The Parliament or LegCo is a major mechanism to check and monitor the performance of appointed officials. However, their approach is very extreme. For the Parliament, the non-confidence vote is a direct method which can show their dissatisfactions. On the other hand, there is also a ‘shadow cabinet’ to monitor the government rule by using committee investigation. However, LegCo does not have this coercive power. Motion debate and private member’s bill is the only way for expressing their dissatisfaction. Those methods can exert pressure on the CE to ask the appointed official to resign for gaining the public support and popularity. However, the private member and the motion debate could be easily turned down by the fragmented LegCo setting. As a result, the LegCo could not play as efficient role as the Westminster’s Parliament.
Regulation
The minister has his own regulation to obey. In the Britain, the Ministerial Code is the guidance which regulates minister action. In Hong Kong, this is replaced by the Code for Principal Officials under the Accountability System. Both systems require their official to declare their interest, such as, financial and personal interest. It sounds that HK did a great job to prevent the conflict of interest for those appointed officials. However, Chueng commented that the code of POAS is not sufficient to build a foundation for developing the individual ministerial responsibility (Cheung 2003: 260). It does not clearly define those three levels responsibility, such as, policy outcome, personal misconduct and departmental fault. Based on this, the code does not only imply the regulation is not specific enough for the official to follow, but also can not be implemented significantly.
Resignation
The difference between of Westminster and Hong Kong is very extreme. By the convention of Britain, the minister should provide resign under two conditions. First, the minister should resign after the non-confidence vote was passed in the House of Commons. Secondly, the minister should offer a resignation when his major bill is failed to pass by the majority of the House of Commons. In Hong Kong, these scenarios may not lead to the resignation of the appointed official. For example, Antony Leung was involved in the Car Scandal. Although he offered the resignation to the CE, CE could have the final decision to reject it. It showed that there is not any mechanism which leads the principal official to step down. And, it failed to achieve the purpose of POAS.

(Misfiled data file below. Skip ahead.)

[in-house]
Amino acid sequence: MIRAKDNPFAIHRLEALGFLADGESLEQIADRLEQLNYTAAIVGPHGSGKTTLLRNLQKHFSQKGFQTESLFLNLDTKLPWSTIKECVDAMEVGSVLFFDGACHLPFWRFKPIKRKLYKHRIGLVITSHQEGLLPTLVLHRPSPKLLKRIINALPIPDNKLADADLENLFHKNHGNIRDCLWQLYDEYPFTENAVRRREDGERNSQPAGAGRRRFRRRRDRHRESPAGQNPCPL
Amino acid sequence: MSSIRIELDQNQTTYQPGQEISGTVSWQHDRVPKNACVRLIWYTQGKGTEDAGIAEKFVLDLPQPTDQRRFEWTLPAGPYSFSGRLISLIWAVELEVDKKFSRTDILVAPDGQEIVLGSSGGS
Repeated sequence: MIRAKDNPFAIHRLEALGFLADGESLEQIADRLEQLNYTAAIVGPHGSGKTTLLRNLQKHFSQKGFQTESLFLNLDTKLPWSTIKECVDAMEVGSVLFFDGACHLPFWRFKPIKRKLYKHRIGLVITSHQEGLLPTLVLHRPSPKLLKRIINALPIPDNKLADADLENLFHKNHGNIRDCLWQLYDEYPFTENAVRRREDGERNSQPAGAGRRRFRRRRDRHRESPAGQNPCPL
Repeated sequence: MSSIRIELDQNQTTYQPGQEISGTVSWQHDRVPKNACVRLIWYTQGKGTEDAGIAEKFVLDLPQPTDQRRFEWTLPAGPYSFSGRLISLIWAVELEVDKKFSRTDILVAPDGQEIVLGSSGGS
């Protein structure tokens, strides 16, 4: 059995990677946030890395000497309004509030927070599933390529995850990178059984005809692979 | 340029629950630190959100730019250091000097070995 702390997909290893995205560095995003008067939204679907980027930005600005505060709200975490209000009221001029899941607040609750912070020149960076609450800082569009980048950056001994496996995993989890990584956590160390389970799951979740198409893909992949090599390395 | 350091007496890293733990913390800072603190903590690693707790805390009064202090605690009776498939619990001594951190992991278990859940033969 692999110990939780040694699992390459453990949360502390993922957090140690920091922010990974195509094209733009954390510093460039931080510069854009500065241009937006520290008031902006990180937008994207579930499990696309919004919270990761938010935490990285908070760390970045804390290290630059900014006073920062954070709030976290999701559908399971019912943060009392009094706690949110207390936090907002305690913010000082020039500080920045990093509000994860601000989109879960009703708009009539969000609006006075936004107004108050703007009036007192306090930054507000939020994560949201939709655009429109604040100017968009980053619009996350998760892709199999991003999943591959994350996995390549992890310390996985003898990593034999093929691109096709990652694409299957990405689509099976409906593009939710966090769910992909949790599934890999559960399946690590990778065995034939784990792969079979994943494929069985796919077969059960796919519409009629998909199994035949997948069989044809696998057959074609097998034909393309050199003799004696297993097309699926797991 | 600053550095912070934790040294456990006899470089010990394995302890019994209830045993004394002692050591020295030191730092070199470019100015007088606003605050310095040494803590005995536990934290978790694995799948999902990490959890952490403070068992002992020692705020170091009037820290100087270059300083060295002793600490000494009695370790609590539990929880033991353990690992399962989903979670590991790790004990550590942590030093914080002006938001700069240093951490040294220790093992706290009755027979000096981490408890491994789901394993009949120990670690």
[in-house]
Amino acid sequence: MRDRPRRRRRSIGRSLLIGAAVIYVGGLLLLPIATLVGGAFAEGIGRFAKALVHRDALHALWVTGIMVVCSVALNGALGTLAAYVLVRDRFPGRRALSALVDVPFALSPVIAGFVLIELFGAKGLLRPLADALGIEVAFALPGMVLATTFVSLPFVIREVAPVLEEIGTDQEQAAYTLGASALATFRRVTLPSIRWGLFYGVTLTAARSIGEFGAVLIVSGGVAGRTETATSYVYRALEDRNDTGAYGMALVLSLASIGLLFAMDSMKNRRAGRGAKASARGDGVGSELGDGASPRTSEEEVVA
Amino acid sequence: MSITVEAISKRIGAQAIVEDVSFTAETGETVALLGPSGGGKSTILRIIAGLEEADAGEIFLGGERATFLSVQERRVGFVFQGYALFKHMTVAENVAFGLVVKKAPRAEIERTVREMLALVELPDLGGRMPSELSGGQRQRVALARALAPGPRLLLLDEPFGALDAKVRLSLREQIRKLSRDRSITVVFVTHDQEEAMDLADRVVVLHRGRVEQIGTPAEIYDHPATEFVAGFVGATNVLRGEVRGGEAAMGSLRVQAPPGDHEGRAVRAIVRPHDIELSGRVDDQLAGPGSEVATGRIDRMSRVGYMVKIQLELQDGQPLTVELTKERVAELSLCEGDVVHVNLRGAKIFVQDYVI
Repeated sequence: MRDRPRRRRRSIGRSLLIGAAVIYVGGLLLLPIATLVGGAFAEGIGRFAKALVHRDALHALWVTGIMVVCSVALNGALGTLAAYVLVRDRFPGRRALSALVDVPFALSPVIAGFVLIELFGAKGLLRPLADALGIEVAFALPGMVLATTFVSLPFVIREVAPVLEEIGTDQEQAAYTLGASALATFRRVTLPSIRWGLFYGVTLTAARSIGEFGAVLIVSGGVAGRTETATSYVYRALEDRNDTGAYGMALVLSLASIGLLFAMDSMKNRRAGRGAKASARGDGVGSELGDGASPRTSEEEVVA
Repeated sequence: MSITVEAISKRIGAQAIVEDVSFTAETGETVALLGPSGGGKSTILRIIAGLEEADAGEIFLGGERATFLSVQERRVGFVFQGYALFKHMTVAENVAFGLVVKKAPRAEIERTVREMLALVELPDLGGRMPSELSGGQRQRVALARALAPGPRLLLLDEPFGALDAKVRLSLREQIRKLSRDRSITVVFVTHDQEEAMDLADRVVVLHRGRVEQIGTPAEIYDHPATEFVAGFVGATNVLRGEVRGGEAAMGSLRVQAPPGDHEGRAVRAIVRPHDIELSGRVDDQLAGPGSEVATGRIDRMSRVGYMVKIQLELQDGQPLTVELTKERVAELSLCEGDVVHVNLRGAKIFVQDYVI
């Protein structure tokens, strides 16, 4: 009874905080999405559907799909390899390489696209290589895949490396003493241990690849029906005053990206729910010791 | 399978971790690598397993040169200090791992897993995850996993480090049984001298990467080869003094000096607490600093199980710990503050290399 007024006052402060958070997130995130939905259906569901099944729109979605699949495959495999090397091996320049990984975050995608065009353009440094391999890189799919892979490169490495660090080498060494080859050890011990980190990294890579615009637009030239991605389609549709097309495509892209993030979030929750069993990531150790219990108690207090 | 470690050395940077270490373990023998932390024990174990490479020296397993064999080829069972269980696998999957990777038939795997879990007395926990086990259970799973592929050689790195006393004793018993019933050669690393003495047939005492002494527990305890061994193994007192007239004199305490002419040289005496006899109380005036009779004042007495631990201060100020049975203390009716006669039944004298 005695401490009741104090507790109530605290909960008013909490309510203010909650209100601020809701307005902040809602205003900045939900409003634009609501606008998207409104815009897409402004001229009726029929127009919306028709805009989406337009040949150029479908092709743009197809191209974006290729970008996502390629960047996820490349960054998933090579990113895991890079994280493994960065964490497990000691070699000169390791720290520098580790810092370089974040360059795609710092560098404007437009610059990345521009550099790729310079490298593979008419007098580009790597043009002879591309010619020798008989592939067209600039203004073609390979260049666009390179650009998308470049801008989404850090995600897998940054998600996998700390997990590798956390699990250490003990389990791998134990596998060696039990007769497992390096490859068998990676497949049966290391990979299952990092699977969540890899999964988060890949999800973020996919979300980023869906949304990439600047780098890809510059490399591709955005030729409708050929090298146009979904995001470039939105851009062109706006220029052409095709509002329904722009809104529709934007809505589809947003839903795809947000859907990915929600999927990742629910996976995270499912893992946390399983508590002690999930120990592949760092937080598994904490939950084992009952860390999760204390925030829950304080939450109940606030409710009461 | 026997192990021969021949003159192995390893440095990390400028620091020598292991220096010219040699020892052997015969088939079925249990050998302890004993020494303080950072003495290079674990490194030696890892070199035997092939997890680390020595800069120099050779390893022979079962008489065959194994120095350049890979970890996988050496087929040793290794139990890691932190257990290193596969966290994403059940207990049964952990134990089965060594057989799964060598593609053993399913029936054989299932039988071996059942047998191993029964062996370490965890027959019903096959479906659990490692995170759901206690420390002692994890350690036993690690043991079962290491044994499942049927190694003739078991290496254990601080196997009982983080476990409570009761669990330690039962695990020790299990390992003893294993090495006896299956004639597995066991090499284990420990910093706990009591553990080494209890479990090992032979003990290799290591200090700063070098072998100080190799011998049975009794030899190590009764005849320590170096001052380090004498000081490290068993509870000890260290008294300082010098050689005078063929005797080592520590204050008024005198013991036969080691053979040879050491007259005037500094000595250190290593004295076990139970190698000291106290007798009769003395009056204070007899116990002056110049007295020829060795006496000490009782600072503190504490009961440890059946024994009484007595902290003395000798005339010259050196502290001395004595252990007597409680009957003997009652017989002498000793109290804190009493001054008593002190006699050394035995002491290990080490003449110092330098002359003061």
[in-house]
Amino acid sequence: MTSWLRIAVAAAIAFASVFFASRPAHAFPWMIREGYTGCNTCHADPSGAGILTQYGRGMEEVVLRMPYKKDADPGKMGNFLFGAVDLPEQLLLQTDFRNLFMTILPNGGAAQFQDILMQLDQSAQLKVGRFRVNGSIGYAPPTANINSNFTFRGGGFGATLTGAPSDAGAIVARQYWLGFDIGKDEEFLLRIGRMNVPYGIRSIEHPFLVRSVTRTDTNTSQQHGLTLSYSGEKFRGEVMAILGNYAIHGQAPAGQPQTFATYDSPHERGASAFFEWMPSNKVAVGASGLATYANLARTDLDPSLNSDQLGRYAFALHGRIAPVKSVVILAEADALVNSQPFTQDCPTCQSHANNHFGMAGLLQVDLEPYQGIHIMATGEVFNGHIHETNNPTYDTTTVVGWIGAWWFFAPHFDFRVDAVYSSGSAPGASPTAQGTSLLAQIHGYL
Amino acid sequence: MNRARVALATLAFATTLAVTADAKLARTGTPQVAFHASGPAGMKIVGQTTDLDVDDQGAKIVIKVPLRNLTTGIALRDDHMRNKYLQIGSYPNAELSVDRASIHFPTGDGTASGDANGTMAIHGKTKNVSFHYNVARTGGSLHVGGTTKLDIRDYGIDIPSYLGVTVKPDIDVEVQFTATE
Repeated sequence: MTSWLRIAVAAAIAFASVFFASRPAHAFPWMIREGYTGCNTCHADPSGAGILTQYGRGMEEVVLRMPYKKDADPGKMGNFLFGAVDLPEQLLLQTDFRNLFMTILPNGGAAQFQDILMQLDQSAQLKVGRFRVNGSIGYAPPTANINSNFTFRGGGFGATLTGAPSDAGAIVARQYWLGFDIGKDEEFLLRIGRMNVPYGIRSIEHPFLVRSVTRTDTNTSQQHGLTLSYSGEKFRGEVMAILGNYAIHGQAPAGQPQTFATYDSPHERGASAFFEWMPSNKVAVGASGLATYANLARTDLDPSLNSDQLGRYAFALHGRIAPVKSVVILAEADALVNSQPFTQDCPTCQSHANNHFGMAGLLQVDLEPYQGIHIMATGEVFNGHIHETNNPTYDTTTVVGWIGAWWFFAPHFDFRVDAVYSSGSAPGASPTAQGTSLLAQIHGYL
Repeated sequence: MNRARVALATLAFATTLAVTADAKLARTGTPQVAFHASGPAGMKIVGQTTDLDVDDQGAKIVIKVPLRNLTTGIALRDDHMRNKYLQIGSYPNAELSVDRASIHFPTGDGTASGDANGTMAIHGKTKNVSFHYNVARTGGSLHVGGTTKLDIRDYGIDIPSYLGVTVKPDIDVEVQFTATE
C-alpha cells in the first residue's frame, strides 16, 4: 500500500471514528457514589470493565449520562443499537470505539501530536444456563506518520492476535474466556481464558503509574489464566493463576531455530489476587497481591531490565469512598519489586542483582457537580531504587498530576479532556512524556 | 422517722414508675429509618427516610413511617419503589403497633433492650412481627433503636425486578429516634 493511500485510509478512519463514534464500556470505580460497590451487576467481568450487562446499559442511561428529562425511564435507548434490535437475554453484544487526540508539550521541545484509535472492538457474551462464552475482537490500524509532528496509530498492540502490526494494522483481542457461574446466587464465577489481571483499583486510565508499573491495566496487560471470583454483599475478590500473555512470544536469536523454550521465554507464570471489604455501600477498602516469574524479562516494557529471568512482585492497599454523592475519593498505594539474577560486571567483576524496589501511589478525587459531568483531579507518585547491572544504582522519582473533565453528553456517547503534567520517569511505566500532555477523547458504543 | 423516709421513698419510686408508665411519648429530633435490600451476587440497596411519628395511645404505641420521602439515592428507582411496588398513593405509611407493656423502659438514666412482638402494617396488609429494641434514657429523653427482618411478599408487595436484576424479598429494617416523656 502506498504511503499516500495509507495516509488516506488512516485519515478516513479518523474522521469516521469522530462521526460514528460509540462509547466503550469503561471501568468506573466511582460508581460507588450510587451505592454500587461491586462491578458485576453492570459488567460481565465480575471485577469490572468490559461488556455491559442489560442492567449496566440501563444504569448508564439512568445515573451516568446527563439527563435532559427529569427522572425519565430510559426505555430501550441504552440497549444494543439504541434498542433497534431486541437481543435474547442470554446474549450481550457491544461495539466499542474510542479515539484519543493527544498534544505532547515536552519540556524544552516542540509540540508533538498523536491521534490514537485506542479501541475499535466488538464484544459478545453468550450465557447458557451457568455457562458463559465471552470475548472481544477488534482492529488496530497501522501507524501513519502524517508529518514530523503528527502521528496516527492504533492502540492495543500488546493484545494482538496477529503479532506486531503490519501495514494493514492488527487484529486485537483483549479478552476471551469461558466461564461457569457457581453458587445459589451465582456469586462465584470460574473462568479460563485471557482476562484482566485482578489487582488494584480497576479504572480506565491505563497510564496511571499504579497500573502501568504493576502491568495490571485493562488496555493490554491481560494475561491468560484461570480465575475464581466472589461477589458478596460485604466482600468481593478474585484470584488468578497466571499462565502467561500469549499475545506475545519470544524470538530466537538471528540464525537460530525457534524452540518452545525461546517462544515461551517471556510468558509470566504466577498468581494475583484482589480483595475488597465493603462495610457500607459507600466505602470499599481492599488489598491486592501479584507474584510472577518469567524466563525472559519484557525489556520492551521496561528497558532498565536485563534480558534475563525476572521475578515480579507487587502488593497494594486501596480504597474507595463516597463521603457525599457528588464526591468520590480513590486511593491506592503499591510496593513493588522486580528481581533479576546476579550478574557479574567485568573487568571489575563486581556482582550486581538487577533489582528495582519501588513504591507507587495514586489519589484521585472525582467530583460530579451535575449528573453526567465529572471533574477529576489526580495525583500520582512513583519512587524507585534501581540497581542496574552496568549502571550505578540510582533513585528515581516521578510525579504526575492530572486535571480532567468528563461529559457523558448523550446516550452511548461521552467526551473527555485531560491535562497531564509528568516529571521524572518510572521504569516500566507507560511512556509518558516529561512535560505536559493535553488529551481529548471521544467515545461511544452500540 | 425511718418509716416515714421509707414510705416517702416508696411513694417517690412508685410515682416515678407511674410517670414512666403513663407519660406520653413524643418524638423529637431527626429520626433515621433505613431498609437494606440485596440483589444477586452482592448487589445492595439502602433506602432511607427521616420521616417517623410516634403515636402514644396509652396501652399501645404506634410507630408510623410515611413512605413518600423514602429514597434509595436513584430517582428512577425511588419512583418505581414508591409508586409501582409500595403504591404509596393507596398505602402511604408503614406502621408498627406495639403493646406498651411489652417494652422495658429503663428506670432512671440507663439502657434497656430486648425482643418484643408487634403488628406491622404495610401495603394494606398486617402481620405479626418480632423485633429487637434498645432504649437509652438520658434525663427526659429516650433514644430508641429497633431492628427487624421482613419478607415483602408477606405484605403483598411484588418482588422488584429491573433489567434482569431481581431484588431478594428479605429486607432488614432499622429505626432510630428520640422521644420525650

To have a short conclusion, it reveals that the POAS could just learn the ‘key’ features from the Westminster’s style. Although their ultimate aims are the same, the essence of the traditional ministerial responsibility could not be fully applied in Hong Kong, especially, the regulation and resignation.
How does the HK political institution constraint the practice of the Westminister’s ministerial responsibility Generally speaking, the ultimate aim of POAS is seeking for the accountability of the HKSAR government. However, there are many incident reveal that the development of ministerial responsibility is under satisfactory, such as, the Car Scandal of Antony Cheung and SARS incident. According to John Uhr and Cheung, an effective accountability is building upon two foundations. There should be mechanisms for providing information and imposing sanctions (Uhr, 1998: 63; Cheung, 2003: 256). In spite of those elements, the undemocratic election of Chief Executive, the strong executive-led system and insufficient channel for the public to express their opinion could also constraint the development of the ministerial responsibility.
Low Transparency and asymmetric information flow